Fifteen years after its original release, Birth of a Nation was rereleased with synchronized sound. In the 1930 rerelease, Griffith added a prelude to the film that framed this and subsequent theatrical revivals within the fidelity to history that the photoplay had aspired toward in 1915. The prelude is a staged conversation between Griffith and the actor Walter Huston, overheard by and from the vantage of three children. Audiences enter the conversation as Huston is gifting Griffith a saber worn by a Confederate soldier.

As he gives Griffith the sword, Huston asks, “When you made The Birth of a Nation, did you tell your father’s story?” Griffith initially balks, before reflecting, “well, after you mention it perhaps I did.” The story, he continues, “began when I was a child,” sitting under a table to listen to his father, who was a former Confederate colonel, and friends talk about the battles they had been through. “Those things impress you deeply,” he tells Huston through a cloud of smoke. And then Huston asks Griffith, “Do you feel as though it were true?” Yes, Griffith answers, “true as that blade,” gesturing to the saber on the table between them. Listening to his father’s stories of war and his mother’s of “staying up night after night sewing robes for the Clan,” these were personal experiences that Griffith made true—as true as the silver blade and the robes of the Clan— through the transformational power of the camera. “Yes, I think it is true. But as Pontius Pilate said, ‘Truth, what is the truth?'” The prologue positions the three children as off-camera auditors, much like the boyhood Griffith listening under the table to grownups talking about war and sacrifice, and through them we too hear Griffith relate the “great struggle, great story” to new generations. Recalling tales of Pickett’s charge, Griffith extends an invitation to this new generation of Americans. “When the fathers dropped their guns these, nothing but children, picked them up and went on fighting, and they fought to the bitter end.” So it is with his film, whether in 1915, 1930, 1958, or 2016. “It’s the story itself, it tells itself,” Griffith says as the prelude dissolves into his most famous film. But of course it was a story told through pictures, in which inherited practices of photographic beholding met the new visual regime of the cinema in the racially charged world of Jim Crow America.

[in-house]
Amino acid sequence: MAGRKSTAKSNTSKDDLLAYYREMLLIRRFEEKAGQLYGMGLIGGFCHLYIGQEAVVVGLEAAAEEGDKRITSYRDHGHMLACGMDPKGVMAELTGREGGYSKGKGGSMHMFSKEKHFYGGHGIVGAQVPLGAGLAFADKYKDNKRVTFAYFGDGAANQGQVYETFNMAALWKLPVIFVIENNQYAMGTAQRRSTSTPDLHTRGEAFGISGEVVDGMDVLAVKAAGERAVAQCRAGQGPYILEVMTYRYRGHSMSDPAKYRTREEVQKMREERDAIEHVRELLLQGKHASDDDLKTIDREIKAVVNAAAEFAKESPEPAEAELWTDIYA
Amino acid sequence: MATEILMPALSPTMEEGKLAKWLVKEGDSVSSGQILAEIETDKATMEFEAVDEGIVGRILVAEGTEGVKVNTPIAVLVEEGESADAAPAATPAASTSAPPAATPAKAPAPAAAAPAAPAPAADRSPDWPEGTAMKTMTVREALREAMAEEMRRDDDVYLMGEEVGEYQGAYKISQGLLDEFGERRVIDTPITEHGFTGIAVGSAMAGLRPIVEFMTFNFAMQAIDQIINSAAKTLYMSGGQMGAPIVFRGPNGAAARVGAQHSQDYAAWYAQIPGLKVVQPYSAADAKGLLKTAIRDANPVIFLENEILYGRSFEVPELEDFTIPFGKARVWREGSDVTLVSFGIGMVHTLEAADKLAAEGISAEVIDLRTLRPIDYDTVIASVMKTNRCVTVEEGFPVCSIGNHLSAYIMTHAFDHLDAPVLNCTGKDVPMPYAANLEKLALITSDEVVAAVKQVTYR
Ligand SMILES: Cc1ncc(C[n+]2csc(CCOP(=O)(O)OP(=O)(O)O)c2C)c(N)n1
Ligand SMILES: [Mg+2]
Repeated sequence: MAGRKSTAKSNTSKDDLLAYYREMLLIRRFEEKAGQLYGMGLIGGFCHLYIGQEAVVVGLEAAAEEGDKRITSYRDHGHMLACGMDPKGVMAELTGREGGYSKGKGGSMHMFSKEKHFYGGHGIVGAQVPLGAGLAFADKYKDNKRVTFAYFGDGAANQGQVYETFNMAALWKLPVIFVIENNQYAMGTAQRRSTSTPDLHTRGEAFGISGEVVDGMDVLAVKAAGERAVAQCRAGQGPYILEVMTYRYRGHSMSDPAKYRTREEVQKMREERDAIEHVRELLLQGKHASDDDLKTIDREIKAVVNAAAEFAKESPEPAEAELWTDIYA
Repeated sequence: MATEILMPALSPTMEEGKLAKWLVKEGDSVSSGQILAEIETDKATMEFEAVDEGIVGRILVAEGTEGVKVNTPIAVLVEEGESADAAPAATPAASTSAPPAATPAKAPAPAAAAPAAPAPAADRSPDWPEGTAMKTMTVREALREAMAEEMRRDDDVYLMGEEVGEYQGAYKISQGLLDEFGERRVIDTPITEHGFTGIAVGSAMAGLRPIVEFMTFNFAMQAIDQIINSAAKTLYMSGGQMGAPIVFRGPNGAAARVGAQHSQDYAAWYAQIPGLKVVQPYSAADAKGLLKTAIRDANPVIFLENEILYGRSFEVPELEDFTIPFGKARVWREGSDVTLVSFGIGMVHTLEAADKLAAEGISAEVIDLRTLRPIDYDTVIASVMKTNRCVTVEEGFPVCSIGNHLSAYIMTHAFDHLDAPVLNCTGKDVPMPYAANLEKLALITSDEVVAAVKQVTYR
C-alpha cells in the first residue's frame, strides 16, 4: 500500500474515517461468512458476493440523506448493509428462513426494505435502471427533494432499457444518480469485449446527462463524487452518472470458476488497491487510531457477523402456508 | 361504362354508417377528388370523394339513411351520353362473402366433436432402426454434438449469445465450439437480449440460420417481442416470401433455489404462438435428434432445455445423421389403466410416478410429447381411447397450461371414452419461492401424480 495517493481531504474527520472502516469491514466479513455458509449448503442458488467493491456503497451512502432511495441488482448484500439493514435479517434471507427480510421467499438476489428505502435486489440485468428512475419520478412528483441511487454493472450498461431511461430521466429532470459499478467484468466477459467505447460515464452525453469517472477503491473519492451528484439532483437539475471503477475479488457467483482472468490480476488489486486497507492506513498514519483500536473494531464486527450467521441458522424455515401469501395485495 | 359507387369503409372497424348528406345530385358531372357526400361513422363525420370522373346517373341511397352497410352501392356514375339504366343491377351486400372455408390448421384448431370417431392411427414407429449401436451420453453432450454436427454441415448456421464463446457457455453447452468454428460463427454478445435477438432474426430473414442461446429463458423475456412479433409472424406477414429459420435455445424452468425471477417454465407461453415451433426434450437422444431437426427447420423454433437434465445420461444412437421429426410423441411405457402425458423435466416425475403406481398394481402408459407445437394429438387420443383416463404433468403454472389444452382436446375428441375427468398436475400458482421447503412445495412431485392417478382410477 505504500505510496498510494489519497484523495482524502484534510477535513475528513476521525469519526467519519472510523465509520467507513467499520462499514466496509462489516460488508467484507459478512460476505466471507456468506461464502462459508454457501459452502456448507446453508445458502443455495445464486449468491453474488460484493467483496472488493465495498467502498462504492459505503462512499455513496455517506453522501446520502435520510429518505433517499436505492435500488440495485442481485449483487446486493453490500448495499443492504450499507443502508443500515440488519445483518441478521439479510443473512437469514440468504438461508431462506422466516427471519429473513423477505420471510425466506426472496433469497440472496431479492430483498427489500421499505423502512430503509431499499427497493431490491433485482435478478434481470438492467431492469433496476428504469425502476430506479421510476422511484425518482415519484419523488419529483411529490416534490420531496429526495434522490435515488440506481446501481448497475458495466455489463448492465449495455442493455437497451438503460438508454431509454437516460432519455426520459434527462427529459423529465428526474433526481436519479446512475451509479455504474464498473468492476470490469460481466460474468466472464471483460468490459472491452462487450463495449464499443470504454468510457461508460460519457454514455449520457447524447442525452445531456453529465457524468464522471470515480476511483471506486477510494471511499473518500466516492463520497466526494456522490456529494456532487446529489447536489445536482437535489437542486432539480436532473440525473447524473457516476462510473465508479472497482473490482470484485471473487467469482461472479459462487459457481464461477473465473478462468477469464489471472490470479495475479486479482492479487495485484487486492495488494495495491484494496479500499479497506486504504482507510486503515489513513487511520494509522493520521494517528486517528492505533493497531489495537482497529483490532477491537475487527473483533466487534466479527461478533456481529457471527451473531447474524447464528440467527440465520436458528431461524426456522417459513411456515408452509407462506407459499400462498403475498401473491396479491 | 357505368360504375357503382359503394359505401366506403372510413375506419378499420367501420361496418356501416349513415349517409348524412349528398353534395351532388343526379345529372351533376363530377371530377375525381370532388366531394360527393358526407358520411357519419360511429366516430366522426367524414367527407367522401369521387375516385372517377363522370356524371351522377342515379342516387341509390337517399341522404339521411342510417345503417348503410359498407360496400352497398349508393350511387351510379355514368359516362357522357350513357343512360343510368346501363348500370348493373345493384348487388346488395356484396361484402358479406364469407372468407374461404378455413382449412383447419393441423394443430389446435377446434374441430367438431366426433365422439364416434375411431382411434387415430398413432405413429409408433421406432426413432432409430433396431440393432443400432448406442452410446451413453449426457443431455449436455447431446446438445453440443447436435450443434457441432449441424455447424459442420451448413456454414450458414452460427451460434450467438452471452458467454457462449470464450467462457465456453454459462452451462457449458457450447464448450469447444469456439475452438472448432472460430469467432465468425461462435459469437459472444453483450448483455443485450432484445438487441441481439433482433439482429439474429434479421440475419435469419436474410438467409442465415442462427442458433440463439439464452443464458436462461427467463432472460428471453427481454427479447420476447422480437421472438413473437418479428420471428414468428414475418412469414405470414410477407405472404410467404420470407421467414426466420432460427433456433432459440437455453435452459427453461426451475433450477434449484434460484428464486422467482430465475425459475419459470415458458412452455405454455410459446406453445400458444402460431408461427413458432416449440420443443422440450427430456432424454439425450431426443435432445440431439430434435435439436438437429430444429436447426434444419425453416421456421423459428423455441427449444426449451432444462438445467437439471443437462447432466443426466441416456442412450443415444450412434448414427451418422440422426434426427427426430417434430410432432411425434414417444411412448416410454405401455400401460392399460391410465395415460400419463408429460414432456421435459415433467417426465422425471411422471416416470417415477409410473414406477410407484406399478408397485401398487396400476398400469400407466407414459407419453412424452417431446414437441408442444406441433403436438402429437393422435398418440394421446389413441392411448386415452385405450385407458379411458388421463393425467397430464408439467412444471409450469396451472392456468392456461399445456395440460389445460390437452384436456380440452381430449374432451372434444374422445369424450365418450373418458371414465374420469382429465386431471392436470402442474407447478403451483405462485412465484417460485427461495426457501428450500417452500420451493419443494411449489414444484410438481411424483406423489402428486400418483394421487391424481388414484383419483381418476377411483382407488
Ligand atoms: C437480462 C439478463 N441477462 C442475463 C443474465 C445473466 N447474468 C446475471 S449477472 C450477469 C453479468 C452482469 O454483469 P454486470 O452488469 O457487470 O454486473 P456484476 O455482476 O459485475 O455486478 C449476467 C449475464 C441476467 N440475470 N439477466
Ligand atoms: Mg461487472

Rachel McBride Lindsey is a historian of American culture who specializes in religion, race, and American public life. She is currently a postdoctoral research associate in the John C. Danforth Center on Religion and Politics at Washington University in St. Louis. Her teaching and research work to understand critical issues of religion and race in American public life, particularly as they relate to visual culture, media, and technology. She can be followed @rmclindsey.